Python format() Function: No-BS Guide by Example

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Python format() Function: No-BS Guide by Example

The web is filled with shitty tutorials about Python’s formatting feature. At times, it can become really confusing—and it’s hard to see the forest for the trees. In this tutorial, I’ll try to gradually build a basic understanding of the built-in format() function, what it does, and how you can use it to become a more effective coder.

So, let’s start with the most elementary question:

What is the format() function and why should you care?

If you’re a data scientist, you know that the format of the data is a critical preprocessing step. Here are some examples where formatting is required:

  • You read dates from a file with the format '11/9/2021' and you want them to have the format '11/09/2021'.
  • You read house prices from a database and they come in the format '1,000,000$'—and what you want is: '$1,000,000'.
  • You need to construct a string from multiple integer variables but you don’t like string concatenation 'House' + str(num) + ' price is ' + str(price) + ' USD'—just to obtain 'House 2 price is 10000 USD'.

The format() function provides you a powerful tool to solve all those challenges easily. In fact, if you’ve mastered the format() function, you’ll see that you can apply it to more and more every-day problems.

After all, programmers write programs that transform an input to an output—that’s all there is.

Python’s built-in format(value, spec) function transforms input of one format into output of another format defined by you. Specifically, it applies the format specifier spec to the argument value and returns a formatted representation of value. For example, format(42, 'f') returns the string representation '42.000000'.

ArgumentvalueThe value to be formatted. Can be a string or an integer or any other object implementing the __format__() method.
ArgumentspecThe formatting specifier to control how value should be formatted. Uses the Format Specification Mini-Language.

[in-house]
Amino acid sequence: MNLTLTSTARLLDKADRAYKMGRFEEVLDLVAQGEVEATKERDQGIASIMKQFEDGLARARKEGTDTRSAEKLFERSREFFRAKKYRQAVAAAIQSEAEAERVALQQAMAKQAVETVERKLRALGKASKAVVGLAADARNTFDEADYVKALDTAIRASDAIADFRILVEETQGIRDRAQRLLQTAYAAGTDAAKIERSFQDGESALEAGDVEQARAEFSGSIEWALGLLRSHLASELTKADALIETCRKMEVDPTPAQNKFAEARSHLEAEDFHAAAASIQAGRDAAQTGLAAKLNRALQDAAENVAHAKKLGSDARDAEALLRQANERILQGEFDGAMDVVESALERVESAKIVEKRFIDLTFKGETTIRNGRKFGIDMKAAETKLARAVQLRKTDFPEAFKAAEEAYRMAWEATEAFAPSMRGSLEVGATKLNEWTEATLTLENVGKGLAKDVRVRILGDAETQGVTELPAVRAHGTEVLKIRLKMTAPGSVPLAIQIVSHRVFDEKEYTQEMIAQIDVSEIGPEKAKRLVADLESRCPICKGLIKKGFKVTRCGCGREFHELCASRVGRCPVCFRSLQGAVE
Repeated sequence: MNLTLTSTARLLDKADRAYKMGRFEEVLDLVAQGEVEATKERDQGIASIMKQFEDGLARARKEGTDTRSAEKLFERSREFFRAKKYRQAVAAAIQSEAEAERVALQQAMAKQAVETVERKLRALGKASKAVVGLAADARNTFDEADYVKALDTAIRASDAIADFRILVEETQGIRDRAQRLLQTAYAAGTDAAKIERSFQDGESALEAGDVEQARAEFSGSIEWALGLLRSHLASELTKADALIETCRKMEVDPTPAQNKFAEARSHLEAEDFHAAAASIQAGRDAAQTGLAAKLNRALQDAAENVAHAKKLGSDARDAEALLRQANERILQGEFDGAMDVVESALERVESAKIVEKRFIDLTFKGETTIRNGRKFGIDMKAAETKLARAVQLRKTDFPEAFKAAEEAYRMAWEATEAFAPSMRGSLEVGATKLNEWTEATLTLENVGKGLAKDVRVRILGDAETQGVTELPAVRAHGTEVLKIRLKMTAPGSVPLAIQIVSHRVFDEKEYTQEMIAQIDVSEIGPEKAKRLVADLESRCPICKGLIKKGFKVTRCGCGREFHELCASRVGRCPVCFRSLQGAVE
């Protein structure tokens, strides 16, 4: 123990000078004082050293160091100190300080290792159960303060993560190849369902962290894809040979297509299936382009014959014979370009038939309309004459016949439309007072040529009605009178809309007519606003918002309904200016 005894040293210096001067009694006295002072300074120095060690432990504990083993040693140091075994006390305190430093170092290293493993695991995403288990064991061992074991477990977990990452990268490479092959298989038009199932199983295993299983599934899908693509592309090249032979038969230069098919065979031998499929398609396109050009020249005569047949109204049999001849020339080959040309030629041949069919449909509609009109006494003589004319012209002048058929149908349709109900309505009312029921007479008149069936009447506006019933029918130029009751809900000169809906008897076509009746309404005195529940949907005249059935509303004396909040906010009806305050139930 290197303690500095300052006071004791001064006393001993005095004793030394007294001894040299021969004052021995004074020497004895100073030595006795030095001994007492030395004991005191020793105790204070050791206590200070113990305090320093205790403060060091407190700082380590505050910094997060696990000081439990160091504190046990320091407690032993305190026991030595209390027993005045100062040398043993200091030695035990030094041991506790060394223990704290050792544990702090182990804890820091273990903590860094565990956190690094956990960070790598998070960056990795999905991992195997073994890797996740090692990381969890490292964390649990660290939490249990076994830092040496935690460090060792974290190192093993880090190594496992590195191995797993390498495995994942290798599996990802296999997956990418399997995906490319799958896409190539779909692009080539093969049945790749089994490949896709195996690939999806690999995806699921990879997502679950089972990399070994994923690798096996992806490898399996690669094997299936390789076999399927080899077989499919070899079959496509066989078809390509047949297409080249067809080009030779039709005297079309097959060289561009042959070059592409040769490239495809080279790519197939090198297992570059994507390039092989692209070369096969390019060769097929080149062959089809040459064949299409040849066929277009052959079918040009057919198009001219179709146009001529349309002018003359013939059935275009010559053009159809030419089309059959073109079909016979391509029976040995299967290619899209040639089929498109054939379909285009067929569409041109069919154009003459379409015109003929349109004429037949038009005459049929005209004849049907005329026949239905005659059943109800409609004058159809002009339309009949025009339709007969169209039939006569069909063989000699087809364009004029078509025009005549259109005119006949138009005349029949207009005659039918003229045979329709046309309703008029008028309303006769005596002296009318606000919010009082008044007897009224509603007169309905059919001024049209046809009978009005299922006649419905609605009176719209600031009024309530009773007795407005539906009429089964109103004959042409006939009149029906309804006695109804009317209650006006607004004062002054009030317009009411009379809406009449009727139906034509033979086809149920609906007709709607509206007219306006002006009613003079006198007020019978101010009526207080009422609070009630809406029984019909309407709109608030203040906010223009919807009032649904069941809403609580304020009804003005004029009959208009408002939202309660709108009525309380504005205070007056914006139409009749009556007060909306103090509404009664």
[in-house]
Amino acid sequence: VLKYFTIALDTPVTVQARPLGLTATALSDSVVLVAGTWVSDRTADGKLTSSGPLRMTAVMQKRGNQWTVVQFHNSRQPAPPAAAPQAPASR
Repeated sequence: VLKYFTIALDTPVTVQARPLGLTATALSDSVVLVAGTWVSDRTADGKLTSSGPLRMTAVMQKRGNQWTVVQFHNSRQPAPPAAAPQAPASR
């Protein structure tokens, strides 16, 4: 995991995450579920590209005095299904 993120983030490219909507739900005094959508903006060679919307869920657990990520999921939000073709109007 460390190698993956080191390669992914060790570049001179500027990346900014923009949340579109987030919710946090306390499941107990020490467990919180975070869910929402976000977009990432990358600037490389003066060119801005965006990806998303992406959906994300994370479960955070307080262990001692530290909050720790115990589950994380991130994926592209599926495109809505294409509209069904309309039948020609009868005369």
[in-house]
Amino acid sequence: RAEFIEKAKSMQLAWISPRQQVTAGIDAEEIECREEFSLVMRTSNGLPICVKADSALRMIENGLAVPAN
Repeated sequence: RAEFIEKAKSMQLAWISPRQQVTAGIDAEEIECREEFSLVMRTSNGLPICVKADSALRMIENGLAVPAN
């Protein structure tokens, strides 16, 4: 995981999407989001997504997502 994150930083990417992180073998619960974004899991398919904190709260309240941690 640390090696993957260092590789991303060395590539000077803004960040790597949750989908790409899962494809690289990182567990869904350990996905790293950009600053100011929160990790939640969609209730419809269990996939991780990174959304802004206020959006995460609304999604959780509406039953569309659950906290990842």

Return ValuestringReturns the formatted representation of value.

Learn format() By Example

Now—all of this information is very abstract and it probably doesn’t mean much to you. Let’s dive into the formatting functionality one example at a time.

format() Integer

The most basic use of the format function is to pass an integer value into it:

>>> format(42)

The format function behaves just like the built-in str() function that converts the integer to a string. You can already extract the first two pieces of knowledge from this example:

Insight: The output of the format() function is always a string value.

Insight: The first argument of the format() function is the value to be formatted.

Did you absorb both insights?

format() to Convert Int to Float

Great, let’s make it a bit more useful: you want to convert the integer value 42 to a float value 42.0. Can you do it with the format() function? Sure!

>>> format(42, 'f')

You pass the second optional argument 'f' that is called the format specifier. There’s a whole format specifier language that allows you to do all kinds of powerful transformations of your input value. The 'f' format specifier simply stands for the formatting objective 'float'.

Insight: The second argument of format() is the format specifier.

format() Precision Specifier

You find that the many trailing zeros in '42.000000' do not look pretty and are too precise for your purposes. So, how to reduce the precision?

By adding a precision prefix to the format specifier with .p whereas p is the precision, i.e., the number of zeros after the decimal point for a floating point number.

>>> format(42, '.10f')
>>> format(42, '.2f')

This looks prettier! And, it leads us the next insight!

Insight: The .p prefix in the format specifier controls the precision of floating point numbers.

format() Important Type Specifiers

There are many basic format specifiers such as 'f'. Here’s a table of the most important ones—with examples: